I Drew It!

Round 4

Me and Alex have this little joke where if someone beats a higher-rated player they can say “I did it!” even if they’ll only beat that other player once ever.  Well, in this case, I didn’t do it, but drew it.  It was a great game that’ll be interesting to go over, since much was missed and possible but not played.

I believe that both of us played well for most of the game.  Daniel thought his …a5 move was a blunder, and he showed me a win that I missed, but overall it was quite interesting.  I got down to two minutes to Daniel’s 17 minutes when I offered a draw and he accepted.

27.Qc3+  Here, I was looking for a flashy move, but the simply 27.Ne4-f2 is already winning.  Both his a and f pawns would be “hanging”, and the knight makes a great kingside defender in ensuing complications.

It’s interesting that if I play 27.Ne4-f2, and he responds 27…Rf6, I felt right now that best would still not to be to take the a-pawn and Stockfish agrees.  In fact, I was looking at this follow-up g4 move a lot OTB.  28.g4 hxg, 29.Nxg4 Rg6 (I had seen this sequence OTB in some variation, and I found this whole line quickly by myself right now) 30.Qc3+ Kf7, 31.f5 easy win (31….Qxf, 32.Rf1 skewers).  It’s funny that I was trying to make this idea of g4 and Nxg4 work OTB, but I wanted something “less complicated”, which didn’t happen because I missed the simple wins anyhow.  I was worried about his two hitters on Ng4 OTB, but once I set this position up, the f5 block was easy to see in the line above.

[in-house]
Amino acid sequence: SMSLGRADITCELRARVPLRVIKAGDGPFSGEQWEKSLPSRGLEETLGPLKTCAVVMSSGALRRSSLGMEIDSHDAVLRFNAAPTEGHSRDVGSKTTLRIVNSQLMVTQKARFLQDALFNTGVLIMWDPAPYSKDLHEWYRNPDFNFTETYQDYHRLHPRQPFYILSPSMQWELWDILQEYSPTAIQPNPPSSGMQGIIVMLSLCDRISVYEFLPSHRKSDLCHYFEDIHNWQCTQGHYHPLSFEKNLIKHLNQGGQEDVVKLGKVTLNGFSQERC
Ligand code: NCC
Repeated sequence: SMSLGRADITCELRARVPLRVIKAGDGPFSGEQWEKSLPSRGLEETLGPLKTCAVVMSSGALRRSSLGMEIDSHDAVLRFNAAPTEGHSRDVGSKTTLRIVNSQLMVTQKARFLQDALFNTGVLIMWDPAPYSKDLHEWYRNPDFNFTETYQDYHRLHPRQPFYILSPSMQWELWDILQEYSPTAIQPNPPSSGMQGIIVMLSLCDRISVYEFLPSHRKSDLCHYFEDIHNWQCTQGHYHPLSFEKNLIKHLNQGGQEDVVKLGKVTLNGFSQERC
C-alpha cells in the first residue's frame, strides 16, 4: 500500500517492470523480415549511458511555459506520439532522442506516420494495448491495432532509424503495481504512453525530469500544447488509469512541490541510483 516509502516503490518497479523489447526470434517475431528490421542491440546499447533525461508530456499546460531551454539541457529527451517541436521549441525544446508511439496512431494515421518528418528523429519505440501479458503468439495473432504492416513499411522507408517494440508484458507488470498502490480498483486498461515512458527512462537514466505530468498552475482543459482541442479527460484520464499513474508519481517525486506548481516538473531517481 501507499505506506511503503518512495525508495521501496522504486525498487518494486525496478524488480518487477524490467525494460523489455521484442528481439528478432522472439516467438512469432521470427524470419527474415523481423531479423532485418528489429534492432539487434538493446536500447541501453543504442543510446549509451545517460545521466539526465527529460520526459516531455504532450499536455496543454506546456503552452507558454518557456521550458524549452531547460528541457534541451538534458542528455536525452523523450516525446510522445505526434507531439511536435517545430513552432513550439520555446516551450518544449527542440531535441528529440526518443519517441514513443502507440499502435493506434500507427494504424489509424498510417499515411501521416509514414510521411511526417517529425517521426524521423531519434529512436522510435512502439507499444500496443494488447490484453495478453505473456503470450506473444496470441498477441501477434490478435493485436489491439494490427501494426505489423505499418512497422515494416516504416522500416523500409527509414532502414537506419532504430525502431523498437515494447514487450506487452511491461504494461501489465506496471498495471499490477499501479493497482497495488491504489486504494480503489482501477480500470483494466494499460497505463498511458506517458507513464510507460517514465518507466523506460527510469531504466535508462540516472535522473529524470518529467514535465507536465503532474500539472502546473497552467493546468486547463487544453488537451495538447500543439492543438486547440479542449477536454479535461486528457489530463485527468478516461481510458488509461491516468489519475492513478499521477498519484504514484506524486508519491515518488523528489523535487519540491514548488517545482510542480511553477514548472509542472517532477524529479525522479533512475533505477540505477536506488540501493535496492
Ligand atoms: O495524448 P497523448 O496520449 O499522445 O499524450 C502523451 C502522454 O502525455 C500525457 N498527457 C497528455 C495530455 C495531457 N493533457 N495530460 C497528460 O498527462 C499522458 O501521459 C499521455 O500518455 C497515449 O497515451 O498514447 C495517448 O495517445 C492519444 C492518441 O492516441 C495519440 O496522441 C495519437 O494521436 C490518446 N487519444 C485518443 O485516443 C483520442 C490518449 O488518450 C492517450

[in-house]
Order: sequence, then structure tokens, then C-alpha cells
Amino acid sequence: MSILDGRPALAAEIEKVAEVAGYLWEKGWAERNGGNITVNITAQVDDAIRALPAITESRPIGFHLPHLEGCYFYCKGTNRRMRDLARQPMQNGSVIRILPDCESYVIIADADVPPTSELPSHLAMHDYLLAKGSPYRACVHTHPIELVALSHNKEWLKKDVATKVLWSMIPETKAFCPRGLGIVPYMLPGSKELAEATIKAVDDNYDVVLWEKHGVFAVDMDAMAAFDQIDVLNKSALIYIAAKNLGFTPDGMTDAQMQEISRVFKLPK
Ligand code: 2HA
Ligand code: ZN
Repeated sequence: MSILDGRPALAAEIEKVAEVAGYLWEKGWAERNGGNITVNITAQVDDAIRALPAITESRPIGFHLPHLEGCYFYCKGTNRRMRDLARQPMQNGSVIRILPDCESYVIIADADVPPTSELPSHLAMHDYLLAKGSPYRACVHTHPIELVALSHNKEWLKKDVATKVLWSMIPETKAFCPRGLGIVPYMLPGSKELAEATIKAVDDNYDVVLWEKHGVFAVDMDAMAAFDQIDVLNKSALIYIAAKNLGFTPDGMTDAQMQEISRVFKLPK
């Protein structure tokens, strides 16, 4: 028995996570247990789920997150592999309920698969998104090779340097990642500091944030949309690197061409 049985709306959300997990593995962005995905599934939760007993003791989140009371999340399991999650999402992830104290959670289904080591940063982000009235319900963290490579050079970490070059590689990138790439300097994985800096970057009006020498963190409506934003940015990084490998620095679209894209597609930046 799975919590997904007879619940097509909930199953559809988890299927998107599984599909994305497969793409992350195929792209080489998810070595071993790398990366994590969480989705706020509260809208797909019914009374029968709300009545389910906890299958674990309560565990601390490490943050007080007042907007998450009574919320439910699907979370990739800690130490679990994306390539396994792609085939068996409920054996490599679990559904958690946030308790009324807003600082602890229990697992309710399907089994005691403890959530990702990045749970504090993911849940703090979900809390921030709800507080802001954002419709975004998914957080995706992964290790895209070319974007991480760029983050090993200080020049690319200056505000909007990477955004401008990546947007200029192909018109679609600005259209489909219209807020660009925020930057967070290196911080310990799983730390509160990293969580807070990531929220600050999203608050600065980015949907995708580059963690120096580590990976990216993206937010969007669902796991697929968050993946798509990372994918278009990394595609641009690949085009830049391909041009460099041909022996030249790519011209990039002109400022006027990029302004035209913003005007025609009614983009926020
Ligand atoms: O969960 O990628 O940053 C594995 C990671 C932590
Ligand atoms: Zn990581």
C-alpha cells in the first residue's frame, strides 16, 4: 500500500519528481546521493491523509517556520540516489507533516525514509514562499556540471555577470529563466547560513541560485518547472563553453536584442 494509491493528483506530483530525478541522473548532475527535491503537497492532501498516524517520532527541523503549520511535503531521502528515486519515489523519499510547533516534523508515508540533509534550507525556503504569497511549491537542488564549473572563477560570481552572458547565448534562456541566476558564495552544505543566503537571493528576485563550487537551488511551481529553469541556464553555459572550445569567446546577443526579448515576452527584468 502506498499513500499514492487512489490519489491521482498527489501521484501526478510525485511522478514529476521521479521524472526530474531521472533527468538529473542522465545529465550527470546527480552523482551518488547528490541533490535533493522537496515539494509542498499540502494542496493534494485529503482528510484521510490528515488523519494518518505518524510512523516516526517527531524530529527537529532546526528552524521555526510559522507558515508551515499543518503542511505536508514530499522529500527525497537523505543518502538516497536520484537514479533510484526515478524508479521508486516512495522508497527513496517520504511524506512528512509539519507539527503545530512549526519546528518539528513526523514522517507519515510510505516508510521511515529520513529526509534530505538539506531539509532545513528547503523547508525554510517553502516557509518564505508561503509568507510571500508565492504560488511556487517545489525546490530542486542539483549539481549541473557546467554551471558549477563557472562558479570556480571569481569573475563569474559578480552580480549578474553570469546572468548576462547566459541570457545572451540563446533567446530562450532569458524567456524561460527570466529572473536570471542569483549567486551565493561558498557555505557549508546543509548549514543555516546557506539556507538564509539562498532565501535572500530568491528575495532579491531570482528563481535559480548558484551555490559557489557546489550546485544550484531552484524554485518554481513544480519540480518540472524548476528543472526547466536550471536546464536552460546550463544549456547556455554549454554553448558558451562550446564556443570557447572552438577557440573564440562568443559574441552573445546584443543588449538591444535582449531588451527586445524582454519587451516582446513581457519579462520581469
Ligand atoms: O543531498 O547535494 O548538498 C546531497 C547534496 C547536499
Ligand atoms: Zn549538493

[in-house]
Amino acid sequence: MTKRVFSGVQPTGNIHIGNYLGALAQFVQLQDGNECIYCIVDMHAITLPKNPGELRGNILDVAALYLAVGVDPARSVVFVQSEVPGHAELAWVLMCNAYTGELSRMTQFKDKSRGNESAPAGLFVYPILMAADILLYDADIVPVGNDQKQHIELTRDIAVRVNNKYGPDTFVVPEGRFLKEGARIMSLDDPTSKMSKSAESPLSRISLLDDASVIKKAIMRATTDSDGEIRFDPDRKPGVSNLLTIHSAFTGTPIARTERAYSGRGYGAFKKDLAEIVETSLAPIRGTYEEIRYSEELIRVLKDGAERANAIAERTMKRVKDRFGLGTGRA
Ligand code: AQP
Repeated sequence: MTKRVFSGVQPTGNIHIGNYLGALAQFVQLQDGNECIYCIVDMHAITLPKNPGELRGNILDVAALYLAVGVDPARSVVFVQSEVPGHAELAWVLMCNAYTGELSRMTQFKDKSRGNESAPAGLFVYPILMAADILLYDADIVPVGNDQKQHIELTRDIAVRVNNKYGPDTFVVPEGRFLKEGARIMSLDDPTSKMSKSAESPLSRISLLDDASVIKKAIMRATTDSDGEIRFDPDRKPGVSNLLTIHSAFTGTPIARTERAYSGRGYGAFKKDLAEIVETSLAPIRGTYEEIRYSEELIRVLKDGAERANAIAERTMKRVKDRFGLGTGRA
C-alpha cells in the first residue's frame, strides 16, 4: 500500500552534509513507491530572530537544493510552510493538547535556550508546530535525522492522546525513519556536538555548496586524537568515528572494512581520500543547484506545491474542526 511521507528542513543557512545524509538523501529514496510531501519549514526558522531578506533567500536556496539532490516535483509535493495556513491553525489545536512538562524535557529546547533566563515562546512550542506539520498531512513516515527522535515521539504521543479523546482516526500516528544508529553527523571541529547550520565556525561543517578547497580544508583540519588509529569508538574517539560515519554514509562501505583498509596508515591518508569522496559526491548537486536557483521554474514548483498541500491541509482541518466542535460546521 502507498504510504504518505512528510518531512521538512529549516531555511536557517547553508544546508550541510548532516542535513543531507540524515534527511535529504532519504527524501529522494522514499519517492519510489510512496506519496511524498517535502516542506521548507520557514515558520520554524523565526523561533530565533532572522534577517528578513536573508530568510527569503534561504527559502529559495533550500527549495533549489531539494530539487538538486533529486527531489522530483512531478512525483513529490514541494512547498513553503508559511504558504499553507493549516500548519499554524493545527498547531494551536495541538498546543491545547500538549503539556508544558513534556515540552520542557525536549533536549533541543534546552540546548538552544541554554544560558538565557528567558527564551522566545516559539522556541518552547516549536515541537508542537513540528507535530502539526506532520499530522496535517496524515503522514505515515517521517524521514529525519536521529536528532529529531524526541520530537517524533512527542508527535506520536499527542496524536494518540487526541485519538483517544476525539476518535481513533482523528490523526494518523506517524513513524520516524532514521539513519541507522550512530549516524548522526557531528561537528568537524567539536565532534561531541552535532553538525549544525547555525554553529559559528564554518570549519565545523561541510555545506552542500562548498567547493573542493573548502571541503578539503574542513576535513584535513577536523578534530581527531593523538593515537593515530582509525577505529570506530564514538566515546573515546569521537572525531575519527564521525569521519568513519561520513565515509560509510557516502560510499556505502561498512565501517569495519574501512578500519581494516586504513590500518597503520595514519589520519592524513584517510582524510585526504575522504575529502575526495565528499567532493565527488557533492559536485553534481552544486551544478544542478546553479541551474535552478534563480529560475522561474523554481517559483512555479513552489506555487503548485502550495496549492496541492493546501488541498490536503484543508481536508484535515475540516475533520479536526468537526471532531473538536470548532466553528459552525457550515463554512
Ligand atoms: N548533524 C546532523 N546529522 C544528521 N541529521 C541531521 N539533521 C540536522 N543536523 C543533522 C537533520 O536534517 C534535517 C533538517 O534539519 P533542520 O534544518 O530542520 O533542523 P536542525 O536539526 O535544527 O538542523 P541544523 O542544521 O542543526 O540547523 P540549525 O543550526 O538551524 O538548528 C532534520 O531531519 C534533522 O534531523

29.Bxf5 was one of the “easy wins”  that I missed.  Another easy win was 23.Nc3-e2-g3 maneuver, easily picking up the f-pawn.  This is one of those things that in the calm of your own home, the next day, is readily apparent.  Any sort of two-move piece maneuver in time-pressure can seem stressful to look for OTB, which is probably why I only found this one-move rook maneuver 23.Rfe1 OTB.  Or maybe I am just stressed OTB, which is why I look for the crazy blitzkrieg instead of the calm/simple?

30.Bg2?  Again, at a natural time-control with no more time to optimize, I decided to go into my shell or “porcupine” mode as me and Alex call it.  There was no reason not to play the other move that I was looking at 30.Re3 h6, 31.Nf3 Ng6, 32.Rde1 Rf8, 33.Qd2 Qe8 (I let Stockfish play Black’s moves).  Stockfish gives this position (which is obviously better for White) at +1.5 roughly, but I can see that if I can move my queen to h4 here, trade knights on h4, then e7 has no knight defender (my own plan, Stockfish just shows a bunch of moves and no real plan here).

34.Nf3  Time-pressure panic.  I wanted to play 34.Nc6 (which I also liked because it controls d4 square) Rd7, but was worried about his Nxf4 tactic after 35.Bd5 (which is what I wanted to play here), but you can see that in the calm of battle Kh1 can simply be played.

38.Re1-d1  The computer likes this move, but for a human it’s much easier to understand that winning is the simple.  38.Bh3, when you can gang up on the f-pawn with 39.Re5 (saw this move OTB, but it was difficult to plan in time-pressure, wasn’t sure which idea was best), 40.Nh4.  If he defends f-pawn by retreating the knight, you can sac on f5 if it pins the pawn to his king because then you have g4 to win it back.  It’s probably going to happen and be crushing or you just win the f-pawn outright if Black avoids this by putting his Kh8.

39.Ne5?  A time-pressure blunder, which is how I said it right after the game.  Again, just gang-up on the f-pawn and it’s all over at the human level.  39.Ne5 is one of those moves best described as “not flagging”, as I was under half a minute when it was played.  An instant blunder with no real purpose behind it.  I thought I could get my Rd7, but 39…Nd4 (completely obvious reply) simply blocks the file.  I had seen this, and yet not seen this with my hope-chess continuation.  This shows how the need to play a blitz move can affect calculation ability.

 

 

 

 

 

 

 

 

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